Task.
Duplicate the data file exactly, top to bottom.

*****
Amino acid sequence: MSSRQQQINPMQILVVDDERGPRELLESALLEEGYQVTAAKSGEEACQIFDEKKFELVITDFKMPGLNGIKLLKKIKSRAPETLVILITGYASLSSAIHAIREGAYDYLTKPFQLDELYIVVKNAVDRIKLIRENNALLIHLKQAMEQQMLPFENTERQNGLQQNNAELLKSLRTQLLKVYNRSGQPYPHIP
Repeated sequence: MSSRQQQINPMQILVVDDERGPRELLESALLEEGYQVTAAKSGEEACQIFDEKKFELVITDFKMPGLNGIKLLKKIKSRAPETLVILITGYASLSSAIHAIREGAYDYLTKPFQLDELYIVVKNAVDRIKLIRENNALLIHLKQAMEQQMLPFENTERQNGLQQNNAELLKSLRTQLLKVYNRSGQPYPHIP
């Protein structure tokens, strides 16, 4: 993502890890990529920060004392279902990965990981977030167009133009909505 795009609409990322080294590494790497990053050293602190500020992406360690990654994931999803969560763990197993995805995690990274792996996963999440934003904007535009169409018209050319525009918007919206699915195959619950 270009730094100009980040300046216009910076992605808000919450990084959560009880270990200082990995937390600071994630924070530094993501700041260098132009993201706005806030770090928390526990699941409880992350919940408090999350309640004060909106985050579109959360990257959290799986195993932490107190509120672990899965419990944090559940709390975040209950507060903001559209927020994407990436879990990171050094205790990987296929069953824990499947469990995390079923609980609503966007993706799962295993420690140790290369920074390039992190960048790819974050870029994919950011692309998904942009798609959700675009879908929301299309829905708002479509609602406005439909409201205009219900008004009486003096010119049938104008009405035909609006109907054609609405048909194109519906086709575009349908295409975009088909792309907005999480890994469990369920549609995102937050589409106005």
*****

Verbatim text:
Amino acid sequence: MSSRQQQINPMQILVVDDERGPRELLESALLEEGYQVTAAKSGEEACQIFDEKKFELVITDFKMPGLNGIKLLKKIKSRAPETLVILITGYASLSSAIHAIREGAYDYLTKPFQLDELYIVVKNAVDRIKLIRENNALLIHLKQAMEQQMLPFENTERQNGLQQNNAELLKSLRTQLLKVYNRSGQPYPHIP
Repeated sequence: MSSRQQQINPMQILVVDDERGPRELLESALLEEGYQVTAAKSGEEACQIFDEKKFELVITDFKMPGLNGIKLLKKIKSRAPETLVILITGYASLSSAIHAIREGAYDYLTKPFQLDELYIVVKNAVDRIKLIRENNALLIHLKQAMEQQMLPFENTERQNGLQQNNAELLKSLRTQLLKVYNRSGQPYPHIP
């Protein structure tokens, strides 16, 4: 993502890890990529920060004392279902990965990981977030167009133009909505 795009609409990322080294590494790497990053050293602190500020992406360690990654994931999803969560763990197993995805995690990274792996996963999440934003904007535009169409018209050319525009918007919206699915195959619950 270009730094100009980040300046216009910076992605808000919450990084959560009880270990200082990995937390600071994630924070530094993501700041260098132009993201706005806030770090928390526990699941409880992350919940408090999350309640004060909106985050579109959360990257959290799986195993932490107190509120672990899965419990944090559940709390975040209950507060903001559209927020994407990436879990990171050094205790990987296929069953824990499947469990995390079923609980609503966007993706799962295993420690140790290369920074390039992190960048790819974050870029994919950011692309998904942009798609959700675009879908929301299309829905708002479509609602406005439909409201205009219900008004009486003096010119049938104008009405035909609006109907054609609405048909194109519906086709575009349908295409975009088909792309907005999480890994469990369920549609995102937050589409106005």